Happy Canada Day from EyeCandyTO

Always proud of who we are and what we stand for!  Always proud of our diversity, our inclusion and what we have!  We are proud and lucky people!

Happy birthday to our Home and Native Land! Oh Canada!

From EyeCandyTO


Here is a photo of one of our National Dishes: Poutine.

According to Wikipedia, Poutine is a Canadian dish, originating in the province of Quebec, made with French fries and cheese curds topped with a light brown gravy.  This fast-food dish is typically found across Canada and in some places in the northern United States, less often elsewhere and is still considered ‘exotic’ in such places.  In Canada, it is sold in small “greasy spoon” type diners and pubs, as well as by roadside chip wagons and in hockey arenas.  National and international chains also sell mass-market poutine in Canada.

The dish is thought to have originated in rural Quebec, Canada, in the late 1950s.  Prior to this, since 1901, the closest dish to poutine was known as “Chips, cheese and gravy” and was widely available in the UK.

In the basic recipe for poutine, French fries are covered with fresh cheese curds, and topped with brown gravy.  In a traditional Quebec poutine:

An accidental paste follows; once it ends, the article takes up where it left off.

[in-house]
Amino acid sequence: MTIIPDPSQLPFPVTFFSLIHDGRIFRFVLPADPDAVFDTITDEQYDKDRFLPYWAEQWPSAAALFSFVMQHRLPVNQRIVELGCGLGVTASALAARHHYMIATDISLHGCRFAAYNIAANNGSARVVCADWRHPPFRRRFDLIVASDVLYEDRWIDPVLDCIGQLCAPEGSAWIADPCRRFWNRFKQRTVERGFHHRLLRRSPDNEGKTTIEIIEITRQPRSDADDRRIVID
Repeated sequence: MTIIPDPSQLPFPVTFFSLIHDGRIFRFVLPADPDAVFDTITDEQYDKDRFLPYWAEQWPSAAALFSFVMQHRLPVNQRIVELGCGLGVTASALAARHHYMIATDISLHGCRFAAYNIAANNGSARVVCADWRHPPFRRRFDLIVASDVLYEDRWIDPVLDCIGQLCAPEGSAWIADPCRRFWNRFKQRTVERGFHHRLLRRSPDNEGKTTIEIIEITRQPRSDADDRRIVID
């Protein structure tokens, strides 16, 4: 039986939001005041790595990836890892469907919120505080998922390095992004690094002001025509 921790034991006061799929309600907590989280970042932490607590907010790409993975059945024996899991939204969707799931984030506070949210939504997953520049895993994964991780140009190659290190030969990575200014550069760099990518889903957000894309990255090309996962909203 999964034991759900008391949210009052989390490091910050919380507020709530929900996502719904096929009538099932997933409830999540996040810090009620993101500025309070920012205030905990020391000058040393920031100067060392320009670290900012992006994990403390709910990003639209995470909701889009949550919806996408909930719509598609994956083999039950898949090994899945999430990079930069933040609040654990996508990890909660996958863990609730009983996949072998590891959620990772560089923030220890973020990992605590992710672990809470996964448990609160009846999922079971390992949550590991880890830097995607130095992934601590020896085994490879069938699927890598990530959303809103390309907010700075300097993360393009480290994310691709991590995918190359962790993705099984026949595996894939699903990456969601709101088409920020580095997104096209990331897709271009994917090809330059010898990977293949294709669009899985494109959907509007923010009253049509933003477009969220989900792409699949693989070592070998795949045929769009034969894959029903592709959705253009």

• French fries: Usually of medium thickness, and fried (sometimes twice) such that the inside stays soft, while the outside is crispy.
  • Cheese curds: Fresh cheese curds are used to give the desired texture. The curd size may vary but is usually slightly smaller than bite-sized. Poutine cheese curds are different from regular ones in that they are not produced by cheddaring (weighting and pressing to squeeze out whey and to firm them).  Instead, poutine‘s “squeaky” cheese curds are cooked, then allowed to cure to develop tanginess.
  • Brown gravy: Traditionally a light and thin chicken, veal, or turkey gravy, somewhat salty and mildly spiced with a hint of pepper, or a sauce brune which is a combination of beef and chicken stock, a variant originating in Quebec.  The gravy should be substantial, but still thin enough to easily filter down into the mass of fries and cheese curds.  These sauces typically also contain vinegar or a sour flavouring to balance the richness of the cheese and fries.  Many places also offer vegetarian gravy as an option to cater to vegetarians.

Heavy beef or pork-based brown gravies are rarely used.  To maintain the texture of the fries, the cheese curd and gravy are added immediately prior to serving the dish. The hot gravy is usually poured over the room-temperature cheese curds, so that the cheese is warmed without completely melting.  It is important to control the temperature, timing and the order in which the ingredients are added, so as to obtain the right food texture which is an essential part of the experience of eating poutine.

Many new variations are now available around Canada, but the basics are the same.

Go out there and have a bowl of delicious poutine!


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